China PE fund

Jiuding Capital: China’s “PE Factory” Breaks Down

Less than 18 months ago, Harvard Business School published one of its famed “cases” on Kunwu Jiuding Capital (昆吾九鼎投资管理有限公), praising the Chinese domestic private equity firm for its ” outstanding performance ” and “dazzling investment results”. (Click here to read abridged copy.) Today,  the situation has changed utterly. Jiuding’s “dazzling results”, along with that HBS case, look more like relics from a bygone era.

Jiuding developed a style of PE investing that was, for awhile, as perfectly adapted to Chinese conditions as the panda is to predator-free bamboo jungles in Sichuan. Jiuding kept it simple. Don’t worry too much about the company’s industry, its strategic advantage, R&D or management skills. Instead,  look only for deals where you could make a quick killing. In China, that meant looking for companies that best met the requirements for an immediate domestic IPO. Deals were conceived and executed to arbitrage consistently large valuation differentials between public and private markets, between private equity entry multiples and expected IPO exit valuations.

Jiuding’s pre-investment work consisted mainly of simulating the IPO approval process of China’s securities regulator, the CSRC. If these simulations suggested a high likelihood of speedy CSRC IPO approval, a company got Jiuding’s money. The objective was to invest and then get out in as short a period as possible, preferably less than two years. A more typical PE deal in China might wait four years or more for an opportunity to IPO.

Jiuding did dozens of deals based on this investment method. When things worked according to plan, meaning one of Jiuding’s deals got quickly through its IPO, the firm made returns of 600% or more. After a few such successes, Jiuding’s fundraising went into overdrive. Once a small domestic Renminbi PE firm, Jiuding pretty soon became one of the most famous and largest, with the RMB equivalent of over $1 billion in capital.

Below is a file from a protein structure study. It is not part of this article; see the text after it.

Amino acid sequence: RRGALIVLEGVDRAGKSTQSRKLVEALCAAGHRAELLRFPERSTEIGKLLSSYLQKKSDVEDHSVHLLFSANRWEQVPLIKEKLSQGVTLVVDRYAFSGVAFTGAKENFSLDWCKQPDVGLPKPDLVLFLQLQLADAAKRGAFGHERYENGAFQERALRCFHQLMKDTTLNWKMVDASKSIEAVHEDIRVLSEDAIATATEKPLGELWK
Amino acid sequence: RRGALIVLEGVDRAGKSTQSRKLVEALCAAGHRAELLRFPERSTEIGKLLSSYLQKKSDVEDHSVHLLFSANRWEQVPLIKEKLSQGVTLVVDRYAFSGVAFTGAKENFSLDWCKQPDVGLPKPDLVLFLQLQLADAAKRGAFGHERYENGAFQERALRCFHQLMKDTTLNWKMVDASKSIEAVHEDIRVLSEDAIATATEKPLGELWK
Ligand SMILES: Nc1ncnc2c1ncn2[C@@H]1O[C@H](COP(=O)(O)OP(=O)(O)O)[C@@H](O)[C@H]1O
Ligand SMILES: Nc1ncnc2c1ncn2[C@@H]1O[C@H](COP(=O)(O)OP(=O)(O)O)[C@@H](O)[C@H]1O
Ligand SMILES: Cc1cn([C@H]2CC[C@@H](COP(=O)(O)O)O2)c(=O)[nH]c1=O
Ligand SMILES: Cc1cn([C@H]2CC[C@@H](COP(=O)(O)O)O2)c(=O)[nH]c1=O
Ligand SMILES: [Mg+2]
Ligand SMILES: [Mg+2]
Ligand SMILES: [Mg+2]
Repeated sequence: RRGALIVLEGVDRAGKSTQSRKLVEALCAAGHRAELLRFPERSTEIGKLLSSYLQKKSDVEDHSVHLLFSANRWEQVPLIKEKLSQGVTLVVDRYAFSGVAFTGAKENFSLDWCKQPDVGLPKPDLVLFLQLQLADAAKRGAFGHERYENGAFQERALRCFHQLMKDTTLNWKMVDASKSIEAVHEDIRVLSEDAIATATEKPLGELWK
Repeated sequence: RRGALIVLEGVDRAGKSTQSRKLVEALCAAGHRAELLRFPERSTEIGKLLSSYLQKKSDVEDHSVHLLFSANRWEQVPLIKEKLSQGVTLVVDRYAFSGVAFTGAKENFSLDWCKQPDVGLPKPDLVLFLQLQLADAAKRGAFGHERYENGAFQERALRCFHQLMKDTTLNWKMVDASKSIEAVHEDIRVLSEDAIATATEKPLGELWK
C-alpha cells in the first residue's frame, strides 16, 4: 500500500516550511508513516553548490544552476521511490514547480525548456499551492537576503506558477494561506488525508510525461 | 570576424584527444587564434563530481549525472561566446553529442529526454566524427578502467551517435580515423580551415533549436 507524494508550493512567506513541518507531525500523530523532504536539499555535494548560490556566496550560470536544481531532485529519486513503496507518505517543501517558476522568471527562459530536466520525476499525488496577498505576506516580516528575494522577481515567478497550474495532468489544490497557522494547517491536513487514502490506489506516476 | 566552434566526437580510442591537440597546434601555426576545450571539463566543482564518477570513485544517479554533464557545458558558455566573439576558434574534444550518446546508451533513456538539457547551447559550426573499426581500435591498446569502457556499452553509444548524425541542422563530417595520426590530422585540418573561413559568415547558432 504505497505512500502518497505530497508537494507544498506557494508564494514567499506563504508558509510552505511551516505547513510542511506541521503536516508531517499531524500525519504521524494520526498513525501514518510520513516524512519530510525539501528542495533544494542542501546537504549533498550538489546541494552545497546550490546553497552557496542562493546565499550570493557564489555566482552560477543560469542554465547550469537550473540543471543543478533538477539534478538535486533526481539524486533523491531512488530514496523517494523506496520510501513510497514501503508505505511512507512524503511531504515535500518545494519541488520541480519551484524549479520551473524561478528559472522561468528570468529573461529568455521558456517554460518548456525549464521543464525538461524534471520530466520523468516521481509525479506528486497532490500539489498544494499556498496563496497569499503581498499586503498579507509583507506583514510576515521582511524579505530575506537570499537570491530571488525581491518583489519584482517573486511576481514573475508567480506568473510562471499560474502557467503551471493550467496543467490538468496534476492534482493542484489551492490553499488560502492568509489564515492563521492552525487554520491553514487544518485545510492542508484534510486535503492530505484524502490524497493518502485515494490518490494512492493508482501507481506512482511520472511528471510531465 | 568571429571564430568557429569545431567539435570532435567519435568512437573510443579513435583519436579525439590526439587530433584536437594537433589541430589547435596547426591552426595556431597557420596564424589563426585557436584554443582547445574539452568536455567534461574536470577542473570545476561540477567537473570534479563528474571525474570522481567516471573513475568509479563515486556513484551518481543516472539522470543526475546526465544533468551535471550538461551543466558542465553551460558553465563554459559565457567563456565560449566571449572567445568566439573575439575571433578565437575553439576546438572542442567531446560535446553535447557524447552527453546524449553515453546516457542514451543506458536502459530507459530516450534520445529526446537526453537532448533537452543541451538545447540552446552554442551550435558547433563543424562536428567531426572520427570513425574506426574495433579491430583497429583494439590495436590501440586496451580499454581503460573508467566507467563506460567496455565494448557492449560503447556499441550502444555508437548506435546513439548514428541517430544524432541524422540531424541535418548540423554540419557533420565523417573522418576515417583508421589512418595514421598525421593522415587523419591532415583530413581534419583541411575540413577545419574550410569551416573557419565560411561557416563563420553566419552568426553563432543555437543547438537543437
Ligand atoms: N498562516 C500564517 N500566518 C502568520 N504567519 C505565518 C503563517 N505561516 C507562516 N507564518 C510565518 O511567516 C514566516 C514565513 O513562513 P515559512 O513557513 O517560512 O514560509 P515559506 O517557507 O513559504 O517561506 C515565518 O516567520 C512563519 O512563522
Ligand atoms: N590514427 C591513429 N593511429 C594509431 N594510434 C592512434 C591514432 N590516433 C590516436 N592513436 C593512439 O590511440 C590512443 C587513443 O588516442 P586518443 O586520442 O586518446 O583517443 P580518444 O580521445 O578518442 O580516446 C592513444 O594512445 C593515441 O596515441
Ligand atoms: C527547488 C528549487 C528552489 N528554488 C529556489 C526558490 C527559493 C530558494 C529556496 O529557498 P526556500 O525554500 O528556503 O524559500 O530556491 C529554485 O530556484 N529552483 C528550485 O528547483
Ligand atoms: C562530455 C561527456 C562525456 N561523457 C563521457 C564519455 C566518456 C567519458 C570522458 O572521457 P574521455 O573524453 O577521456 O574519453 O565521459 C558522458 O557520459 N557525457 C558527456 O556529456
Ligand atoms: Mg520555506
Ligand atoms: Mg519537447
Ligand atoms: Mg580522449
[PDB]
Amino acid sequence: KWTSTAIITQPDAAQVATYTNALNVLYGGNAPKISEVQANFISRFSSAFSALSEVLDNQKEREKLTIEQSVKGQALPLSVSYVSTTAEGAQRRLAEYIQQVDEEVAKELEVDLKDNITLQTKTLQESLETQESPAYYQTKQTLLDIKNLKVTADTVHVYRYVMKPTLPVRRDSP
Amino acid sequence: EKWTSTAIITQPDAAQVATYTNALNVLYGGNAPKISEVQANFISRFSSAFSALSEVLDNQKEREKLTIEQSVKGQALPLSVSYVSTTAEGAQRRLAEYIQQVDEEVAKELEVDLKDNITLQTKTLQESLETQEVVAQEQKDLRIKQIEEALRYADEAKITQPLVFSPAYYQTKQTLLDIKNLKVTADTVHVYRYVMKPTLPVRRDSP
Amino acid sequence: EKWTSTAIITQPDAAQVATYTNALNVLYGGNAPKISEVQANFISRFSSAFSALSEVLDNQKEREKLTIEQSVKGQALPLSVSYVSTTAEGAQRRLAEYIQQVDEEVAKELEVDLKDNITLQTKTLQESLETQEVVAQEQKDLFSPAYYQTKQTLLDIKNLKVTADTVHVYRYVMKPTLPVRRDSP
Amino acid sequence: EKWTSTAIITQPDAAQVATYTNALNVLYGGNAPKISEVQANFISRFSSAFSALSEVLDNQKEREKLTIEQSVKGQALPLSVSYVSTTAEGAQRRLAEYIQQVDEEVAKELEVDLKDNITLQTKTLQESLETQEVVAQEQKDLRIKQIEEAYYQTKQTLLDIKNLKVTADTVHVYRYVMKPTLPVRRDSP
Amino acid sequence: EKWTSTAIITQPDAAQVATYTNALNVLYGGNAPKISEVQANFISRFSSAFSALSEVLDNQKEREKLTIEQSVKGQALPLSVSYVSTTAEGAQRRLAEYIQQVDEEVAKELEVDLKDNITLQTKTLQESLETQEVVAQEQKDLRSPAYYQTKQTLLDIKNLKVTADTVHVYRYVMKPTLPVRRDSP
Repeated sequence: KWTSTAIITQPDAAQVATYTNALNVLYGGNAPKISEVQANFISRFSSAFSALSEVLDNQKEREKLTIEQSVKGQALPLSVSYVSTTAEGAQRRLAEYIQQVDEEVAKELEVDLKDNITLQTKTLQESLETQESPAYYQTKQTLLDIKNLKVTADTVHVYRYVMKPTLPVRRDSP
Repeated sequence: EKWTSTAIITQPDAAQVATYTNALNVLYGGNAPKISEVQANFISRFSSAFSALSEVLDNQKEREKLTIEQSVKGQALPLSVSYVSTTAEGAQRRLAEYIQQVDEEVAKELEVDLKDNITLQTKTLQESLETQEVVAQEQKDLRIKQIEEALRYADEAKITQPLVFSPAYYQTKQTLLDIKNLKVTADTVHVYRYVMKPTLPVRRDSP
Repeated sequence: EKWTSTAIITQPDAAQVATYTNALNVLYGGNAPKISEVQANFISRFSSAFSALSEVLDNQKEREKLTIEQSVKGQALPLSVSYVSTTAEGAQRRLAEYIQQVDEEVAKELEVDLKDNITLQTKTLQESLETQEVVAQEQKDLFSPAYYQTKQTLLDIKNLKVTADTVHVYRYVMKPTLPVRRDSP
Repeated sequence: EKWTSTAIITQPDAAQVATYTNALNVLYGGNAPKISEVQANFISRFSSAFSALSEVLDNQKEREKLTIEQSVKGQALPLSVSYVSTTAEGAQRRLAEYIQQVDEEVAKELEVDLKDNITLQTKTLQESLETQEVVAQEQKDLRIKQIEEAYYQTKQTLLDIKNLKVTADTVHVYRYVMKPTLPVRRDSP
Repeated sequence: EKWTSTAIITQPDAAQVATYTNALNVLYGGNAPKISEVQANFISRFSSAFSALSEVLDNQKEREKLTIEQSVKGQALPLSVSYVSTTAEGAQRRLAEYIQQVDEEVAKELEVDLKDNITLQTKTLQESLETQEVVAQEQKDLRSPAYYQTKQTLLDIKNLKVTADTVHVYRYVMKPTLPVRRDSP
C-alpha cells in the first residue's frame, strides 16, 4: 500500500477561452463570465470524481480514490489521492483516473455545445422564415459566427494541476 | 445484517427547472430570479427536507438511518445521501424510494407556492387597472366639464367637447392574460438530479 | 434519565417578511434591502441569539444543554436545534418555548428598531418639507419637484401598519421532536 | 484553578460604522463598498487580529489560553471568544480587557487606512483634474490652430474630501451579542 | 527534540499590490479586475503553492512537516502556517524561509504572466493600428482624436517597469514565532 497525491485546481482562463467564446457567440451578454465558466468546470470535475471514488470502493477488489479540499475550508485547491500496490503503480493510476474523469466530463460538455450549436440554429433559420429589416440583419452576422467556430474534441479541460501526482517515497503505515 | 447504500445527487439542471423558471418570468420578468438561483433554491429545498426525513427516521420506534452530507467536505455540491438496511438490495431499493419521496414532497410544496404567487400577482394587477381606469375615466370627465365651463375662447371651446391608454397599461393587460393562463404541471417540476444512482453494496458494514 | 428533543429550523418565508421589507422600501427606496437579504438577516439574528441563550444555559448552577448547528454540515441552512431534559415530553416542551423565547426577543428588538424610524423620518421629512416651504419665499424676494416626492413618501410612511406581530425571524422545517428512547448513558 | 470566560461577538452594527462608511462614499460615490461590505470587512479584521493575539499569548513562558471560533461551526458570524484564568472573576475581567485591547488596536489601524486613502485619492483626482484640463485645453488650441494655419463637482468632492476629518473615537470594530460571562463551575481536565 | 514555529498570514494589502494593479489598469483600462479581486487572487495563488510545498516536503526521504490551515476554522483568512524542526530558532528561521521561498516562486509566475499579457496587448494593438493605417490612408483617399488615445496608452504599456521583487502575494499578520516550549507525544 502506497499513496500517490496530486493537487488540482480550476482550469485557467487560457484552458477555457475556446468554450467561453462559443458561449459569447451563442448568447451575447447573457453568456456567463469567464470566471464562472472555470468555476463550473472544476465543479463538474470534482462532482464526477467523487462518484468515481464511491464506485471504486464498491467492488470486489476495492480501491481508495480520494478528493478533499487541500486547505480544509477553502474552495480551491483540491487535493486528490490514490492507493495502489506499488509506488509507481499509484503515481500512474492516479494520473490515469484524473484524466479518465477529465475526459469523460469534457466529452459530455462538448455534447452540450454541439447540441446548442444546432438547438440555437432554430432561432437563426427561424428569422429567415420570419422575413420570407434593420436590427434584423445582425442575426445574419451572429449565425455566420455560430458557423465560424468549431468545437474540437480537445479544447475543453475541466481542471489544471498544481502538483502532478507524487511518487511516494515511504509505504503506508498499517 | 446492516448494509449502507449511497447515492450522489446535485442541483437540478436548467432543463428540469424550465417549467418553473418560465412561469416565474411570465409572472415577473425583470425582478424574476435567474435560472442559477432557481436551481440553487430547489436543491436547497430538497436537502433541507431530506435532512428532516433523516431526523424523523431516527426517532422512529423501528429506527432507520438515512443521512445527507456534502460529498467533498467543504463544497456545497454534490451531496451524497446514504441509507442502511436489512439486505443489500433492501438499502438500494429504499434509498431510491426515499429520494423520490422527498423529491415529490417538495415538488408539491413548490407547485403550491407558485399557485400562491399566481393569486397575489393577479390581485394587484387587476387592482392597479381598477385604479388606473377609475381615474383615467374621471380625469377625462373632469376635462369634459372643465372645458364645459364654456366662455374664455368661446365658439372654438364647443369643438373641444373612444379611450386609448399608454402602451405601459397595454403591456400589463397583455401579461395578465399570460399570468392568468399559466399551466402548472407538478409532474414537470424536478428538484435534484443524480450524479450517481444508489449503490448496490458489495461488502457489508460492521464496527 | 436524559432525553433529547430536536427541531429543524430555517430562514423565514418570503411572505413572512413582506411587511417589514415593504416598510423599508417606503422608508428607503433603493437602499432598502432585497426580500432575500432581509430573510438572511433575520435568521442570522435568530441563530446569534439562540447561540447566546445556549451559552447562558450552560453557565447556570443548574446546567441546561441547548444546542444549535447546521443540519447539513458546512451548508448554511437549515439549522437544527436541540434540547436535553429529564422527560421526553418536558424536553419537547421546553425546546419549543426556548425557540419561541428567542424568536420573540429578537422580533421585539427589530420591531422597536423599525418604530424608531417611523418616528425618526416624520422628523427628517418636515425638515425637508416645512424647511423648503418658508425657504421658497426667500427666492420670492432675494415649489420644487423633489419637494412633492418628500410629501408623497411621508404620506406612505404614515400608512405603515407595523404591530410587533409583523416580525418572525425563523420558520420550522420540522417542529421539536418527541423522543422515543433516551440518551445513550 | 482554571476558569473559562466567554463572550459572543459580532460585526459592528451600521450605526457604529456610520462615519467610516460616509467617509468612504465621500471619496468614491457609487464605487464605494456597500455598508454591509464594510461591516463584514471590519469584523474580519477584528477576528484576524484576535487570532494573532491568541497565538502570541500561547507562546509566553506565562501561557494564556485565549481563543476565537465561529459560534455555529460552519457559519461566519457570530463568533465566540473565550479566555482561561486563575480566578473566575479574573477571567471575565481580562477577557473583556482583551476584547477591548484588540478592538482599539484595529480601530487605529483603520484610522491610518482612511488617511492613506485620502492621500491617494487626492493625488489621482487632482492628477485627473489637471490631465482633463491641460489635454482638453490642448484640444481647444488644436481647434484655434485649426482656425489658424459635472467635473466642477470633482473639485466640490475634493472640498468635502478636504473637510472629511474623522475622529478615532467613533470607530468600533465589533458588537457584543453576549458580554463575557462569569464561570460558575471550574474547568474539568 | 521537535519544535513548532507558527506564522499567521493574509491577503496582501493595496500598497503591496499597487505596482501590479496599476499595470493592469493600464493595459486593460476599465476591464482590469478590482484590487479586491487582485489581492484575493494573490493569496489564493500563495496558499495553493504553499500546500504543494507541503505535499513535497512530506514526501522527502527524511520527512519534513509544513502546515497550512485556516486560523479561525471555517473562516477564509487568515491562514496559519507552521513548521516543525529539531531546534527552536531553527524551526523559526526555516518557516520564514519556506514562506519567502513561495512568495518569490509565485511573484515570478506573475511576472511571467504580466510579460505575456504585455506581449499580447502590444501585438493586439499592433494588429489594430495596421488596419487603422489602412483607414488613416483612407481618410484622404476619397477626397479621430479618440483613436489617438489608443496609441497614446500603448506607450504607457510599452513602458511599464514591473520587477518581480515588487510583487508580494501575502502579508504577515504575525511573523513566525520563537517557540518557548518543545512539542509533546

Then, last year, a capital markets asteroid wiped out Jiuding’s habitat.  The CSRC abruptly, and without providing any clear explanation, first slowed dramatically the number of IPO approvals, then in October 2012, halted IPOs altogether. This has precipitated a crisis in China’s private equity industry. Few other PE firms are as badly impacted as Jiuding. The CSRC’s sudden block on IPOs revealed the fact that Jiuding’s system for simulating the IPO approval process had a fatal flaw. It could not predict, anticipate or hedge against the fact that IPOs in China remain not a function of market dynamics, but political and institutional policies that can change both completely and suddenly.

If Jiuding made one key mistake, it was assuming that the IPO approval system that prevailed from 2009 through mid-2012 was both replicable and likely to last well into the future. In other words, it was driving ahead at full speed while looking back over its shoulder.

Jiuding’s deals are now stranded, with no high probability way for many to achieve IPO exit before the expiry of fund life. That was another critical weakness in the Jiuding approach: it raised money in many cases by promising its RMB investors to return all capital within four to six years, about half the life cycle of a typical global PE firm like Carlyle or Blackstone.

Jiuding’s deals, like thousands of others in China PE,  are part of a backlog that could take a decade or more to clear. The numbers are stupefying: at its height the CSRC never approved more than 125 IPOs a year for PE-backed companies in China. There are already 100 companies approved and waiting to IPO, 400 more with applications submitted and in the middle of CSRC investigation, and at least another 2,000-3,000 waiting for a time when the CSRC again allows companies to freely submit applications.